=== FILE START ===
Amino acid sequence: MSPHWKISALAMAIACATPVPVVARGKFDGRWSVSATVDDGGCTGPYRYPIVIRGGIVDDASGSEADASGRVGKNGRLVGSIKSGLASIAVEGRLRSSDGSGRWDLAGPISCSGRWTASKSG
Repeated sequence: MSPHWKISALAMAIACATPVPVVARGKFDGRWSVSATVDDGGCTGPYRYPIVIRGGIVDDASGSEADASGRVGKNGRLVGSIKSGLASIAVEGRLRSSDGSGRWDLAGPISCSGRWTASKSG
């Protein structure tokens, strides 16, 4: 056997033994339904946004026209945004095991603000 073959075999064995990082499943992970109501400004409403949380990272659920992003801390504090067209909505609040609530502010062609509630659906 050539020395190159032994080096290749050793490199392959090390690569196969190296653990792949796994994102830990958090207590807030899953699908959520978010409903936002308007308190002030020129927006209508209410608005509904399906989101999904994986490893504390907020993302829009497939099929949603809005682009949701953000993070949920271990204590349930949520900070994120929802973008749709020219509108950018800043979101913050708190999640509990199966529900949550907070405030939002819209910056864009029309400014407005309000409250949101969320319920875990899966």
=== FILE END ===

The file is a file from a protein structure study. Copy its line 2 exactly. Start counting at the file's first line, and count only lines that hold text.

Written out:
Repeated sequence: MSPHWKISALAMAIACATPVPVVARGKFDGRWSVSATVDDGGCTGPYRYPIVIRGGIVDDASGSEADASGRVGKNGRLVGSIKSGLASIAVEGRLRSSDGSGRWDLAGPISCSGRWTASKSG